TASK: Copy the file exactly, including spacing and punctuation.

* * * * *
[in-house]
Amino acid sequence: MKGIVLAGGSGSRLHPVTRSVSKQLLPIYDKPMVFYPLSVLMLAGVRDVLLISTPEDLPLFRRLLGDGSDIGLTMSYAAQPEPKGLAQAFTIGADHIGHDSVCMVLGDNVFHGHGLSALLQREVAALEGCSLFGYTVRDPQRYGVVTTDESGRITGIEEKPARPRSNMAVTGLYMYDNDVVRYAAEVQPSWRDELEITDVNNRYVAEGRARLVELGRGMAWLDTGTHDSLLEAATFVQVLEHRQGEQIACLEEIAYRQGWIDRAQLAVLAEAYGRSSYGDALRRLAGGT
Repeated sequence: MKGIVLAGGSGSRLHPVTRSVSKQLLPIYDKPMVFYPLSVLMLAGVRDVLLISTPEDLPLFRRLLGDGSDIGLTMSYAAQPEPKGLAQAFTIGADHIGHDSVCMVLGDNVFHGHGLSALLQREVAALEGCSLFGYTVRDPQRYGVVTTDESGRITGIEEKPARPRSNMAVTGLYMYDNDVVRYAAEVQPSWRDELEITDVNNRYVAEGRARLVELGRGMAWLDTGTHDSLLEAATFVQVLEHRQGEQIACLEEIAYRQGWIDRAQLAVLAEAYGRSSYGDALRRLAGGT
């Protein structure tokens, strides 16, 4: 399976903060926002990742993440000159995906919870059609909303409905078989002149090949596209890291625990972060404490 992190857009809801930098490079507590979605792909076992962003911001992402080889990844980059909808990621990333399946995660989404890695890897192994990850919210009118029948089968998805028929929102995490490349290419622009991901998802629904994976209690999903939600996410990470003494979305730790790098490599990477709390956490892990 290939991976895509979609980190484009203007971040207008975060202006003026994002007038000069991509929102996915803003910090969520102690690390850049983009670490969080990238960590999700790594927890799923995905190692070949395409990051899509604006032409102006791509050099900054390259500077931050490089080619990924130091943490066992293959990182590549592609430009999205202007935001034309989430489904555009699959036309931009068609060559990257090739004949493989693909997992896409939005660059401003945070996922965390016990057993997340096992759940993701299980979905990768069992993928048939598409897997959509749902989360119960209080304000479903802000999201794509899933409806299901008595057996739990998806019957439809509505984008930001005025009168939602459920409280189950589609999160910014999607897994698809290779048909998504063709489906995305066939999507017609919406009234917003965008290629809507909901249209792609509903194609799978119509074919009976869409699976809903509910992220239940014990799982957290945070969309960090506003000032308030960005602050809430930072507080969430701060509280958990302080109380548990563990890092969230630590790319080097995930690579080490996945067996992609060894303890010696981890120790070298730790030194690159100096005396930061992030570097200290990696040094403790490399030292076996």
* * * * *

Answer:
[in-house]
Amino acid sequence: MKGIVLAGGSGSRLHPVTRSVSKQLLPIYDKPMVFYPLSVLMLAGVRDVLLISTPEDLPLFRRLLGDGSDIGLTMSYAAQPEPKGLAQAFTIGADHIGHDSVCMVLGDNVFHGHGLSALLQREVAALEGCSLFGYTVRDPQRYGVVTTDESGRITGIEEKPARPRSNMAVTGLYMYDNDVVRYAAEVQPSWRDELEITDVNNRYVAEGRARLVELGRGMAWLDTGTHDSLLEAATFVQVLEHRQGEQIACLEEIAYRQGWIDRAQLAVLAEAYGRSSYGDALRRLAGGT
Repeated sequence: MKGIVLAGGSGSRLHPVTRSVSKQLLPIYDKPMVFYPLSVLMLAGVRDVLLISTPEDLPLFRRLLGDGSDIGLTMSYAAQPEPKGLAQAFTIGADHIGHDSVCMVLGDNVFHGHGLSALLQREVAALEGCSLFGYTVRDPQRYGVVTTDESGRITGIEEKPARPRSNMAVTGLYMYDNDVVRYAAEVQPSWRDELEITDVNNRYVAEGRARLVELGRGMAWLDTGTHDSLLEAATFVQVLEHRQGEQIACLEEIAYRQGWIDRAQLAVLAEAYGRSSYGDALRRLAGGT
């Protein structure tokens, strides 16, 4: 399976903060926002990742993440000159995906919870059609909303409905078989002149090949596209890291625990972060404490 992190857009809801930098490079507590979605792909076992962003911001992402080889990844980059909808990621990333399946995660989404890695890897192994990850919210009118029948089968998805028929929102995490490349290419622009991901998802629904994976209690999903939600996410990470003494979305730790790098490599990477709390956490892990 290939991976895509979609980190484009203007971040207008975060202006003026994002007038000069991509929102996915803003910090969520102690690390850049983009670490969080990238960590999700790594927890799923995905190692070949395409990051899509604006032409102006791509050099900054390259500077931050490089080619990924130091943490066992293959990182590549592609430009999205202007935001034309989430489904555009699959036309931009068609060559990257090739004949493989693909997992896409939005660059401003945070996922965390016990057993997340096992759940993701299980979905990768069992993928048939598409897997959509749902989360119960209080304000479903802000999201794509899933409806299901008595057996739990998806019957439809509505984008930001005025009168939602459920409280189950589609999160910014999607897994698809290779048909998504063709489906995305066939999507017609919406009234917003965008290629809507909901249209792609509903194609799978119509074919009976869409699976809903509910992220239940014990799982957290945070969309960090506003000032308030960005602050809430930072507080969430701060509280958990302080109380548990563990890092969230630590790319080097995930690579080490996945067996992609060894303890010696981890120790070298730790030194690159100096005396930061992030570097200290990696040094403790490399030292076996």